As any aircraft design enthusiast knows, when someone creates a new aircraft design they do far more than consider the range, speed, or weapons capability. Far more prosaic issues are also important: How hard is it for the crew chief to change a tire? How quickly can it be gassed and reloaded?
How hard is it to get spare parts?
Apparently, the JSF engine, when enclosed in its Read more…
Canada has reportedly announced its intention to purchase the F-35 Lightning II to replace its CF-18 fighters.
Canada has been a funding partner in the F-35 program from its inception, though this marks the first time it announced a plan to purchase the aircraft.
The announcement has already been met with political opposition from within the Canadian government.
An Air Force Times article highlights the progress in standing up the multi-service training units for the F-35 Lightning II at Eglin AFB, which is scheduled to begin this fall with the arrival of the first F-35 in November.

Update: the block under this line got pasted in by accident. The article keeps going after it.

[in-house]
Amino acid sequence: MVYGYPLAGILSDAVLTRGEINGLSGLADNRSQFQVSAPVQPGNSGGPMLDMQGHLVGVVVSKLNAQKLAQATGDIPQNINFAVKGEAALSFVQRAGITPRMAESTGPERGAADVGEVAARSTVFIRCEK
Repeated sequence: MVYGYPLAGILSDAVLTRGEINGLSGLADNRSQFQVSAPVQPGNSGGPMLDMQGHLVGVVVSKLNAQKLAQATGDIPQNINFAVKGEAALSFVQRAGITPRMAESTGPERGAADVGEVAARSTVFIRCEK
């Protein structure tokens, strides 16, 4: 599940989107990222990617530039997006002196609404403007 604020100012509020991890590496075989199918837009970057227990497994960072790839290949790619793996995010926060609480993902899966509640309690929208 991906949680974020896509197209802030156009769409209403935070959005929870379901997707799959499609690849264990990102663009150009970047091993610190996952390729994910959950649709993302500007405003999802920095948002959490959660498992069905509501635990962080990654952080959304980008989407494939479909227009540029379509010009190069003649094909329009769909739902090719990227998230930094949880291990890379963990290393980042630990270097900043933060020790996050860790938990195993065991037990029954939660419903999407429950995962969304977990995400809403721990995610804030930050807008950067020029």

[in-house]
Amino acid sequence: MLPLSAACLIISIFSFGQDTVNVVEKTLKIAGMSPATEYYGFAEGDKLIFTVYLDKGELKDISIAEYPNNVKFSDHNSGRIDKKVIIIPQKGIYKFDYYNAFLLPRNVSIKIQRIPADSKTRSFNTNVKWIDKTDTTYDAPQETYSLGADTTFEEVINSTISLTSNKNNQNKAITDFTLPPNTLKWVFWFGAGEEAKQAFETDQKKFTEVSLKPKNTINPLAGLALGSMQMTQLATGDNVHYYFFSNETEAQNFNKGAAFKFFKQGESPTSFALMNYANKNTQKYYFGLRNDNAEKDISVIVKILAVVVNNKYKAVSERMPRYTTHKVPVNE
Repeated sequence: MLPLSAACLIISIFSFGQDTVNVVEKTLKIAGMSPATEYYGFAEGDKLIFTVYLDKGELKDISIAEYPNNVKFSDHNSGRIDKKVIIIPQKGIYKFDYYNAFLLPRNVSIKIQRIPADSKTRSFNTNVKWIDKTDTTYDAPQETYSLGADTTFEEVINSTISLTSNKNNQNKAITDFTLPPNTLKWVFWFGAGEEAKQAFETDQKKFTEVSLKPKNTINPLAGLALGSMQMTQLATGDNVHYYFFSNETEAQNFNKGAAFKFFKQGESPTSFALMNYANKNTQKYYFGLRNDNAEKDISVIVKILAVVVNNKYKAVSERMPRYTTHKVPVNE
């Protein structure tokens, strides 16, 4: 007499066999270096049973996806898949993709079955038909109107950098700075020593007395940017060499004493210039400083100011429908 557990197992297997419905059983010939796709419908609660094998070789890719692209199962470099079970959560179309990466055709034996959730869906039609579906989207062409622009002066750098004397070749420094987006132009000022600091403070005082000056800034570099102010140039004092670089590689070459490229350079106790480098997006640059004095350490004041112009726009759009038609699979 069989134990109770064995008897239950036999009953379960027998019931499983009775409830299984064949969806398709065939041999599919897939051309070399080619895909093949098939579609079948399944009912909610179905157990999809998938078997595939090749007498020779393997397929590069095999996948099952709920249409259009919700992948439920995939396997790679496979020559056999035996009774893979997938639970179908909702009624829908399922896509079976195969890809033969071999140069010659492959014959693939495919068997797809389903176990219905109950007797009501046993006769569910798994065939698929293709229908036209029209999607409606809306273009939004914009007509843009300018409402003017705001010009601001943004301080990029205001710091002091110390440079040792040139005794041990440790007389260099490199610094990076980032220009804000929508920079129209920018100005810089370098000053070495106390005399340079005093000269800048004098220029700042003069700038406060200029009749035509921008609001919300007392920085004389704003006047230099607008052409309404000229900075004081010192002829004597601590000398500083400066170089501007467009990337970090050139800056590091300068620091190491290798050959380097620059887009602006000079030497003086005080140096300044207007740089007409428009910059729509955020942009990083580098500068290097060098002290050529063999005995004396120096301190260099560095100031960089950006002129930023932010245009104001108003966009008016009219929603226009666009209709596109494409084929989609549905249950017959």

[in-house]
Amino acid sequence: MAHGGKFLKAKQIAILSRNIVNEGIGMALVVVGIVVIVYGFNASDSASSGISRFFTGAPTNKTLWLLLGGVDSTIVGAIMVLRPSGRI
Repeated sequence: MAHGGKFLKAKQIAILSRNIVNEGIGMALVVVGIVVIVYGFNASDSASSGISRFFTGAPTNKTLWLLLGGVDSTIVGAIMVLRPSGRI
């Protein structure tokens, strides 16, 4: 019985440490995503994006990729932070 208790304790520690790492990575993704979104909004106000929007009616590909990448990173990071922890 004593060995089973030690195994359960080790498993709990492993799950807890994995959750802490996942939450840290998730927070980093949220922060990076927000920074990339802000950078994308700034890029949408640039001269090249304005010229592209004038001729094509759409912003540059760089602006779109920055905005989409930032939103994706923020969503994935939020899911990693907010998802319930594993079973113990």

For the record, the F-35 variants have taken their first flights in only the past few months. The 200 “instructors” cited in the article (which may include maintainers) haven’t logged a single hour in an actual aircraft.
No worries, though; according to the wing vice commander, Marine Col Arthur Tomassetti, the training shouldn’t be too difficult: Read more…
Update: The F-35B has now accomplished the significant milestone of a vertical landing. Video from some of the testing can be seen here.
A news article at the Marine Times notes that the F-35B, the Marine Corps variant intended to replace the STOVL Harrier, has hovered in flight for the first time. Flight test programs are built on gradual advances, and as a result the JSF did not land from a hover, though it did a slow speed landing at 70 knots (probably about half the speed of a normal landing).
Like many large military acquisition programs, the F-35 test program has come under increasing criticism for delays and potential cost increases.